No one sitting on the West Loop during rush hour is going to be persuaded by the headline of this story, but they shouldn't be looking at their phones right now anyway. We love to complain about traffic in Houston and we often have good reasons, many of them enumerated in this very publication over the years. But, compared to most places, we live in a driving paradise.
In doing research for stories about congestion, we ran across the Tom Tom Traffic Index. You might know Tom Tom from their portable GPS traffic systems in cars. Well, they began tracking vehicles on freeways across the world in real time eight years ago and the data they have compiled is rather eye opening.
They measure traffic data from the largest 403 cities around the globe, any city over 800,000 people, which includes six cities in Texas: Houston, Dallas-Fort Worth, San Antonio, Austin, El Paso and McAllen. They measure what they call "congestion level," described on their website as such:
The congestion level percentages represent the measured amount of extra travel time experienced by drivers across the entire year. We start by establishing a baseline of travel times during uncongested, free flow conditions across each road segment in each city. We then analyze travel times across the entire year (24/7) for each city – and compare this information against free flow periods to derive extra travel time.
An overall congestion level of 36% means that the extra travel time is 36% more than an average trip would take during uncongested conditions.
It's an intriguing look at not just how traffic is in different places, but how it is improving or worsening. In 2018, they began showing the index from the previous year. And while there isn't data going back eight years, just the one-year changes for some places are dramatic (go, Jakarta, with your 8 percent drop!).
First, the rankings in Texas. Austin is actually the worst at 25 percent, Houston is second at 23 percent followed by DFW (18), San Antonio (17), McAllen (17) and El Paso (15). Houston, Dallas and San Antonio saw 1 percent decreases in 2018 over 2017. The other cities remained the same.
For anyone who has driven in both Houston and Austin, it shouldn't come as a surprise that the state's capital struggles with rough traffic. Caught between battles over regional transit and an expanding population, ATX can be a pretty rough ride.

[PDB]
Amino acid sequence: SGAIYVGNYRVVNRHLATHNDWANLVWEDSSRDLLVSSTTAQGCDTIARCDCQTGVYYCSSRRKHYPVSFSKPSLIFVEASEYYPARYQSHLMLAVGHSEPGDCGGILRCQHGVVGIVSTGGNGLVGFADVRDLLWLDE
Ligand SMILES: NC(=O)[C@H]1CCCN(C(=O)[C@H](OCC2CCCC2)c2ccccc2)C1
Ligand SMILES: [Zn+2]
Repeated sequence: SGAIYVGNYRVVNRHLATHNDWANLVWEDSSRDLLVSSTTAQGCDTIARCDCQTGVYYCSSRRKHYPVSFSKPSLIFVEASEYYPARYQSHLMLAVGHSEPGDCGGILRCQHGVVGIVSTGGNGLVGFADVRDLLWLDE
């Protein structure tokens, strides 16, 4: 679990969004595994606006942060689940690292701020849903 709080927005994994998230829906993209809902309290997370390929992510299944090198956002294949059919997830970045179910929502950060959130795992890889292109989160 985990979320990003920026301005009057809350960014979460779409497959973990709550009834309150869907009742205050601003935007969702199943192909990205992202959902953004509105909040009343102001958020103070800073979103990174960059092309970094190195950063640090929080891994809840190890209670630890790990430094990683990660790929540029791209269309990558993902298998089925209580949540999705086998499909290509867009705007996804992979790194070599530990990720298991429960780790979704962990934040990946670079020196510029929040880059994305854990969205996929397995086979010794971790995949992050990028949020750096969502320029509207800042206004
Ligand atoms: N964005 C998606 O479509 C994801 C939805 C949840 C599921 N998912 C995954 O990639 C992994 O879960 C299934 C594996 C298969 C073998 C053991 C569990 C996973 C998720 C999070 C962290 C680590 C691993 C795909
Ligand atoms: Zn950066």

But, when you look at the bigger — global — picture, you realize just how far down the list Houston is considering all the issues we've had.
Houston ranks 18th in the United States, 23rd in North America and doesn't even make the worst 200 in the world (Austin clocks in at 197). Our congestion rate is better than places that are much smaller than Houston and with far more public transit options. Naturally, LA and New York City are the two worst in the United States. But you might be surprised to see Atlanta, Seattle and Baton Rouge (of all places) in the top 10 in America, well ahead of H-Town.
If you really want to count your blessings, try comparing us to some of the worst situations around the world. The top nine including Mumbai, Bogota, Lima, New Delhi, Moscow, Instanbul, Jakarta, Bangkok and Mexico City all have congestion percentages above 50 percent. Mumbai is at a mind-blowing 65 percent.
Mumbai's worst day of the year last year saw congestion rates of 111 percent, which is staggering.
Back home in Houston, our worst day last year was Halloween. On that day, traffic rates were 44 percent higher than when freeways are clear.
A couple other notes: Houston's traffic is worse during evening rush hour (59 percent) than morning (42). On a commute that takes 30 minutes with clear roadways, during evening rush, it takes 48 minutes. And the worst time of the week to be on the road is Thursday between 5 p.m. and 6 p.m. We see you sneaking out early for a three-day weekend.
By no means should we all site smugly satisfied and talk about how amazing it is to only tack on 18 minutes to our 30-minute drive (though we could scoff a bit at anyone who swears Austin is way better than Houston), but when you consider what it is like in other places, maybe we should count our blessings.
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